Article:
Now, the Giants have to find a way to stay close over the next 10 days. The Rockies start a 10-game homestand on Tuesday and host the Mets, Diamondbacks, and Reds. San Francisco, on the other hand, travels to Philadelphia and Milwaukee before returning home to play the Padres.
(Yes, that is Zito not only tipping his cap, but also receiving applause)
• The US Open is starting today. An 18-year-old kid named Devin Britton won the NCAA championship this year, and his reward is a first-round match against Roger Federer. Let’s hope he handles the pressure better than Richie Tenenbaum did:
• TRUE HOOP has a great post about last week’s episode of “Mad Men,” which had a subplot dealing with the outrage about tearing down the old Penn Station to build Madison Square Garden in the 1960s, and how MSG is revered today as a sports venue:
Four decades later, it’s ironic that the building that was the bête noire of architectural preservationists has become the defining symbol of basketball preservationists — a receptacle for the sort of sentimentalism that fueled the opposition to its creation.
• 124th-ranked Heath Slocum drained a 20-footer to beat Tiger Woods, Padraig Harrington, and Ernie Els by a shot at the Barclays tournament in Jersey. Tiger missed a six-footer on the 18th that would’ve tied it. The real winner of the day, though, was former MLB hurler Heathcliff Slocumb, who I briefly thought about for the first time in 10 years.
(Think the Red Sox regret trading him for Varitek and Lowe?)
• I’m not saying Daisuke Matsuzaka is finished, but a 49-pitch, five-run first inning in a AA game isn’t a good sign that things are back on track.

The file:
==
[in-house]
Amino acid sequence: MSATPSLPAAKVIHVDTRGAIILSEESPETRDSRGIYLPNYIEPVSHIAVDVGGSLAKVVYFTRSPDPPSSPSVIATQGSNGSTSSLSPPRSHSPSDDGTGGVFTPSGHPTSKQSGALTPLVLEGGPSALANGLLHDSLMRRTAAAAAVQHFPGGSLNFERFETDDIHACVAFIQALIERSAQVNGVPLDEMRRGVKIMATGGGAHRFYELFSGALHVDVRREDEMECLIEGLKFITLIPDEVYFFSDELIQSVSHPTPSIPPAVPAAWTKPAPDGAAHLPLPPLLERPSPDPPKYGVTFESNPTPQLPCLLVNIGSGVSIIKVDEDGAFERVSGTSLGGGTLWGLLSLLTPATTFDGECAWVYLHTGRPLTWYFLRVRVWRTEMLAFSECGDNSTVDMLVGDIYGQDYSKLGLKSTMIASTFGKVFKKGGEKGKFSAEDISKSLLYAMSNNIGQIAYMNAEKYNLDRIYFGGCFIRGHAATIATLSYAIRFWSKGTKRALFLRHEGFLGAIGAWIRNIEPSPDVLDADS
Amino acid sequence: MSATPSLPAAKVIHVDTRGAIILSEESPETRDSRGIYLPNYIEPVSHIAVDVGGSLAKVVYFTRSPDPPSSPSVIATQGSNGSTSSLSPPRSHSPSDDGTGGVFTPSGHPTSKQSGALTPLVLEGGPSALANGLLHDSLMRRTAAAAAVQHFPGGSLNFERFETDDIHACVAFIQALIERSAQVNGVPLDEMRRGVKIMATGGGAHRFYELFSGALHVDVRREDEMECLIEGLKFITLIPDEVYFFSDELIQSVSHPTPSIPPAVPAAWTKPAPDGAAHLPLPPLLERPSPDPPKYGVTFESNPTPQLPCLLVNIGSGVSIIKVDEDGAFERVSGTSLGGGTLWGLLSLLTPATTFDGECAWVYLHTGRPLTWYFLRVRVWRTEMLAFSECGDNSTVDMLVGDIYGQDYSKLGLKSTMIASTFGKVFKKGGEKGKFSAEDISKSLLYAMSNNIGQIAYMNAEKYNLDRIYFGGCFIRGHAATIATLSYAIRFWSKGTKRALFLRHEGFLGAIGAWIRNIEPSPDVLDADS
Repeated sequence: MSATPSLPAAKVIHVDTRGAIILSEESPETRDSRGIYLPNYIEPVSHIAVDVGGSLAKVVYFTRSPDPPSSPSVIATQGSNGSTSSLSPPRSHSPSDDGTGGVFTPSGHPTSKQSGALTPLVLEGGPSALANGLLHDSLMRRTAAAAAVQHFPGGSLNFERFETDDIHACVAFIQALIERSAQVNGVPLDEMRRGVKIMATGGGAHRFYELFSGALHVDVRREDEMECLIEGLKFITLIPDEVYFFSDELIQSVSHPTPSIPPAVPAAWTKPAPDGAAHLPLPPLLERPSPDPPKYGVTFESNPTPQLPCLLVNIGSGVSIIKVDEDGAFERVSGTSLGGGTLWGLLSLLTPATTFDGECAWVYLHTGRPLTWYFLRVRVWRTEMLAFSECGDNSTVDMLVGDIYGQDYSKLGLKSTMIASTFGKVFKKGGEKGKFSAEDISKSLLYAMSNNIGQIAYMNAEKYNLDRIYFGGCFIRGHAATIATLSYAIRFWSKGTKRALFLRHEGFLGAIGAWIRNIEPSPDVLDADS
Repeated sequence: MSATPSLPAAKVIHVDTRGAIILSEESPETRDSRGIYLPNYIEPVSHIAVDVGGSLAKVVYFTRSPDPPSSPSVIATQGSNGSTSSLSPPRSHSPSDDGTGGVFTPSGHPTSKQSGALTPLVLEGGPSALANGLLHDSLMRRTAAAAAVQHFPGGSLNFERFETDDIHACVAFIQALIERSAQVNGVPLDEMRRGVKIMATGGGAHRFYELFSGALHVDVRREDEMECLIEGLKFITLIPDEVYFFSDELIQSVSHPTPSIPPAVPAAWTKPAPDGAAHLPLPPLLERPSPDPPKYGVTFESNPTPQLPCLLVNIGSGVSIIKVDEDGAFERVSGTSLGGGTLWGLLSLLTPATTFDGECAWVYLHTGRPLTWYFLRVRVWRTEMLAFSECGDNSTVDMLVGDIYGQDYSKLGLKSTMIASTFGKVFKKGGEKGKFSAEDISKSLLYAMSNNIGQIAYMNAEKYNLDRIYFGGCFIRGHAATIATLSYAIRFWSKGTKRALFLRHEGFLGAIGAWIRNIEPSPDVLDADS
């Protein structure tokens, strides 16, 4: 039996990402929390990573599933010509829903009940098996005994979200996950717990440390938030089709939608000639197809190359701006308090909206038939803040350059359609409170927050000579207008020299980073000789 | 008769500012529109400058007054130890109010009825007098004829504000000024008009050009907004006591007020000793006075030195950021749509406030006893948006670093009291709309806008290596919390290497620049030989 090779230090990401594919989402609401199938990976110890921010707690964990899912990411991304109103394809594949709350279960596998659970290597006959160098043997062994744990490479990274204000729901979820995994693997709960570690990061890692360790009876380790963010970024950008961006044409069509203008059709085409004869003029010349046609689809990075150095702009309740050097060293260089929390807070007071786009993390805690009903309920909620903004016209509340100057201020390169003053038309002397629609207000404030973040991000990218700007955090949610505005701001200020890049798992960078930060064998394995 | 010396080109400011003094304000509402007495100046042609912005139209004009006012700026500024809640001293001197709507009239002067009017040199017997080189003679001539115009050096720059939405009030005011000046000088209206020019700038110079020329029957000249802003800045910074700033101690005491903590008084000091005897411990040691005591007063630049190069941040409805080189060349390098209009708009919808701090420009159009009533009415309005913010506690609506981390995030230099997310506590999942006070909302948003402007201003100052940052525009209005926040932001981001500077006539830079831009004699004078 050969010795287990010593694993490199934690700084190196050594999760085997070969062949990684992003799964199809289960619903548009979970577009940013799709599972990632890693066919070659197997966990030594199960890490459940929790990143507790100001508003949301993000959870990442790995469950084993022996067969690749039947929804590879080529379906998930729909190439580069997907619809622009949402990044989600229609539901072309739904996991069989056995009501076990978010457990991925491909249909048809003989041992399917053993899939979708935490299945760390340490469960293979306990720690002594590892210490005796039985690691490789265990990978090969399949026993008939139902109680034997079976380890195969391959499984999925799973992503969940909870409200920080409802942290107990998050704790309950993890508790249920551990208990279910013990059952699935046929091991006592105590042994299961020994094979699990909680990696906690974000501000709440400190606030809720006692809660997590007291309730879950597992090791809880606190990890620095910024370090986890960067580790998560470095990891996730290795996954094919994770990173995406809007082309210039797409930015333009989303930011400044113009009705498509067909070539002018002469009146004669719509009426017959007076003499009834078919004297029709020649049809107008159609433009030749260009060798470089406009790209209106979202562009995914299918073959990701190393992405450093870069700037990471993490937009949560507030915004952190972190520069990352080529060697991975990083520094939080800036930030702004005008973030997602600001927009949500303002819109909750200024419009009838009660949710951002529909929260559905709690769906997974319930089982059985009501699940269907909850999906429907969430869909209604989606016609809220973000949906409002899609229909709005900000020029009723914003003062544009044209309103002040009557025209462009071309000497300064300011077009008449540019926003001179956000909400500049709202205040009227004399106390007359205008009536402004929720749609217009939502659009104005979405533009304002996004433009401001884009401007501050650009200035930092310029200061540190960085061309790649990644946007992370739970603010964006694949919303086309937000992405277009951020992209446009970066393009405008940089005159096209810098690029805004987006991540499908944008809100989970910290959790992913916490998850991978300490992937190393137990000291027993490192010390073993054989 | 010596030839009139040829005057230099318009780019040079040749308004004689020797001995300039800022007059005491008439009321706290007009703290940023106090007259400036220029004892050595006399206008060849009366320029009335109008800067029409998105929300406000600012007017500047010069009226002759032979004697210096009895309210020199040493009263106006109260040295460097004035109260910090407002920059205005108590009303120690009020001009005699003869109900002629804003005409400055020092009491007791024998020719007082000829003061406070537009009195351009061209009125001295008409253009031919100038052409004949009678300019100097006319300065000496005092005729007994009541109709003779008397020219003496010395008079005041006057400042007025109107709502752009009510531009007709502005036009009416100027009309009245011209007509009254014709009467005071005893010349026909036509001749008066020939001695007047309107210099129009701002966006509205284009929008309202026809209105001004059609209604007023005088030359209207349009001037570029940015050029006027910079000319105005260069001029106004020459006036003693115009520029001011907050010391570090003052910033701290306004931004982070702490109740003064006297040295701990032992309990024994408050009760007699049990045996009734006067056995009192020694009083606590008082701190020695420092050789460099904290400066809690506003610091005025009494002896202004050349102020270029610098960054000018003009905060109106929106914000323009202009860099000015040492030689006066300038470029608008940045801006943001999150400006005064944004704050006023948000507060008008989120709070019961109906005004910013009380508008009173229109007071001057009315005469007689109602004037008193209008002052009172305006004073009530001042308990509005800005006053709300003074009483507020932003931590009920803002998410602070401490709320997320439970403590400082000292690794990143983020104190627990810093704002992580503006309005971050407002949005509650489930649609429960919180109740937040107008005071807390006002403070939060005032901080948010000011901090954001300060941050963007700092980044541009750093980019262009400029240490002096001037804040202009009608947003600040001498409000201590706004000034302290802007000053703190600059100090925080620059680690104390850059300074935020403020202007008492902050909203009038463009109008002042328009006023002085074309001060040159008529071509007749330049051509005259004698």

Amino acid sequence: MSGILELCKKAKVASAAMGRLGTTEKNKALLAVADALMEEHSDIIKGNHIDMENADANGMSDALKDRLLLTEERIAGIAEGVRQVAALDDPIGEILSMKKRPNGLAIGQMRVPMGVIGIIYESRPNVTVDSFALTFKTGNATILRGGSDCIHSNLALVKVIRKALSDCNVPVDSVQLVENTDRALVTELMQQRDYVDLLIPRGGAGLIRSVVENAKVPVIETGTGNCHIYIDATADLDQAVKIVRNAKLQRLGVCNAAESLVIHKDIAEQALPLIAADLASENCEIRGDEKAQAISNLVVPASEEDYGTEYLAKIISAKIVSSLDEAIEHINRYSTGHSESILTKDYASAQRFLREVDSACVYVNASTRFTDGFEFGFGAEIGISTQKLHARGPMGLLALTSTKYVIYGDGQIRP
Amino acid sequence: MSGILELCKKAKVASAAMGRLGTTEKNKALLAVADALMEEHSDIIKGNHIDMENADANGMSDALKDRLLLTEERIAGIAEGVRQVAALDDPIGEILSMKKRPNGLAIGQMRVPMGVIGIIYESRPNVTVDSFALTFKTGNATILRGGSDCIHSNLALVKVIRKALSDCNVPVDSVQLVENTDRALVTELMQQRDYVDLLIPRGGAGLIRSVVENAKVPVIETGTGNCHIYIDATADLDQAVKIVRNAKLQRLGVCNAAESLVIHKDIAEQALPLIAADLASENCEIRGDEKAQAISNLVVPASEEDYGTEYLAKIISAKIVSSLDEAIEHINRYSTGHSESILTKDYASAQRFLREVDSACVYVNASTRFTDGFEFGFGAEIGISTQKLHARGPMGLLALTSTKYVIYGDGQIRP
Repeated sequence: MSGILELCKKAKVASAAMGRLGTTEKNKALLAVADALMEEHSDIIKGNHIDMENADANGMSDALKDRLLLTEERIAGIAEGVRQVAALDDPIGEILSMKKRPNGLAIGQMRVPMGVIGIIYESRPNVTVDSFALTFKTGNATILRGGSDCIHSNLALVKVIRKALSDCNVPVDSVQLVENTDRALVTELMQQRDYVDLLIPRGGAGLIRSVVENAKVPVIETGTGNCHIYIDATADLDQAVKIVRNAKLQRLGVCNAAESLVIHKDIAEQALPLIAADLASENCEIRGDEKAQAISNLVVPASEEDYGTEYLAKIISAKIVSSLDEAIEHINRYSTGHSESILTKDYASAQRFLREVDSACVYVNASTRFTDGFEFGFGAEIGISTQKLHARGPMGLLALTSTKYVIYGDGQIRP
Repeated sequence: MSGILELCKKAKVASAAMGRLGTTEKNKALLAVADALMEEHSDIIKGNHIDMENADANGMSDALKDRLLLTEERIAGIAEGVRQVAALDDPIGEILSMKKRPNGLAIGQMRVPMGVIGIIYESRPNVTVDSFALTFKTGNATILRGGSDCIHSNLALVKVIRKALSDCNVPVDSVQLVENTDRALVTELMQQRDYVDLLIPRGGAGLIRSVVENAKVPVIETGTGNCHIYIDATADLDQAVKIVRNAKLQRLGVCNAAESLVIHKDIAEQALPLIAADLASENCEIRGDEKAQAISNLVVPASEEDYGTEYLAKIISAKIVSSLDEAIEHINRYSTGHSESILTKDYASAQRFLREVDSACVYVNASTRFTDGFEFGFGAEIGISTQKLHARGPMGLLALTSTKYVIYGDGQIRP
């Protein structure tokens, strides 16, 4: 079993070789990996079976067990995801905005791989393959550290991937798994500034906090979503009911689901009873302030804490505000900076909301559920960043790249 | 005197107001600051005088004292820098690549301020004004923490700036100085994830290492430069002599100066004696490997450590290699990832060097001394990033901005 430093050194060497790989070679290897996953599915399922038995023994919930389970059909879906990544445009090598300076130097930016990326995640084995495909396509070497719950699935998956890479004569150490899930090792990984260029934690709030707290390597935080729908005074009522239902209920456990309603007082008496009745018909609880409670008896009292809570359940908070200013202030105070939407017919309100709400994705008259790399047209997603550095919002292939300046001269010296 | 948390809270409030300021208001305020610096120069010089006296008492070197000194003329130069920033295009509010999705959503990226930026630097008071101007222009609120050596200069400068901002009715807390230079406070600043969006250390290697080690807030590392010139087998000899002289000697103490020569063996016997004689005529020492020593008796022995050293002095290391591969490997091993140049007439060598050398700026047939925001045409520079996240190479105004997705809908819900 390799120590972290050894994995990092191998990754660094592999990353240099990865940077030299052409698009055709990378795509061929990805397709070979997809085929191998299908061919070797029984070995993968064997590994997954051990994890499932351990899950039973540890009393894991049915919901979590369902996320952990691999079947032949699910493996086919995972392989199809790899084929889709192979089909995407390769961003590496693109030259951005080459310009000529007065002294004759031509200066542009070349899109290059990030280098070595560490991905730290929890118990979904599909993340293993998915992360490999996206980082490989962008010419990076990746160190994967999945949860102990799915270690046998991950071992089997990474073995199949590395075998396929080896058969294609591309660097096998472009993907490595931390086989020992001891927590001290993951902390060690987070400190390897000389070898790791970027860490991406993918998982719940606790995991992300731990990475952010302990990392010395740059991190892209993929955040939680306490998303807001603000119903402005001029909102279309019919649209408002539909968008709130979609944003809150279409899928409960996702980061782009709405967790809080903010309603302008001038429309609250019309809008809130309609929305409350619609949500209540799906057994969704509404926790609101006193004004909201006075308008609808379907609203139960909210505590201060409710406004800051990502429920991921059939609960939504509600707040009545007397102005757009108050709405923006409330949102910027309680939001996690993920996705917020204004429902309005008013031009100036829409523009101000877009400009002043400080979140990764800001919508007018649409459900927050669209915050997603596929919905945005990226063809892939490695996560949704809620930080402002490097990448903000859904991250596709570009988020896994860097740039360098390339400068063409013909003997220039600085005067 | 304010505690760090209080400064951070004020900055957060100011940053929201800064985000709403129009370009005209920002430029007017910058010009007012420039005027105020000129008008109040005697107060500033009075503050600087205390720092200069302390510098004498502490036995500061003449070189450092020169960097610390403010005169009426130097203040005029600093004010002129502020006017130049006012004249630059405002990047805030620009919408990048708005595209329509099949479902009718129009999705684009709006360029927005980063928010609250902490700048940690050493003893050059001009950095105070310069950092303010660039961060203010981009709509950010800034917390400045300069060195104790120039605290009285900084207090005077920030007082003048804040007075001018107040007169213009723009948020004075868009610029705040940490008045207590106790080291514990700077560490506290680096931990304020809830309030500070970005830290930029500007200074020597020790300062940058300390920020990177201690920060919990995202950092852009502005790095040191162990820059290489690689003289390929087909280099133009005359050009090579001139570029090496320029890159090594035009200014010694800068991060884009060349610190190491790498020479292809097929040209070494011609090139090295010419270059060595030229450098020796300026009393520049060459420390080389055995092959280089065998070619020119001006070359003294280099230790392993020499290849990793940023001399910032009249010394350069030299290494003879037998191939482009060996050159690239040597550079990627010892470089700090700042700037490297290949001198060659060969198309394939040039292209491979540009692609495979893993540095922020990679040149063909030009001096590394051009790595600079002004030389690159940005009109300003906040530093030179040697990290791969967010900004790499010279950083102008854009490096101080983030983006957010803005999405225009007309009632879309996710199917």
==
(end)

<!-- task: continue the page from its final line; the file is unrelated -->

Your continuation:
• Tedy Bruschi is going to retire today, and then become the 18,214th talking head on NBC’s NFL coverage.
• The Pirates have now lost 21 straight games in Milwaukee.
• A 26-year-old female rugby player had her head run over by a two-ton grass roller set free by a bunch of teenage male rugby players while she was camping in a tent in Wales. Now she looks like, well, like she just played rugby:
• Are the Cardinals really the team to be scared of in the NL? We all know that pitching rotations shorten in the playoffs, and the Cards are 29-4 since July 1st in games started by their big three of Adam Wainwright, Chris Carpenter, and Joel Pineiro.
• Want more evidence that the Mets are a little cash poor? They’re canceling their fall instructional league because it costs too much. The NY DAILY NEWS’ Adam Rubin says it costs about $300,000 to put on, which is about 1/40th of Oliver Perez‘ 2009 salary. Of course, the whole story is just Rubin angling for a job in the organization.
• The LA TIMES’ Kurt Streeter is the latest to say what we’re all thinking. Gambling on football is rampant, so why isn’t our country making any money off of it?
• This is what the world has come to in 2009: There is now a “Twitter Warning” sign at the US Open cautioning players against revealing too much “inside info” in a tweet.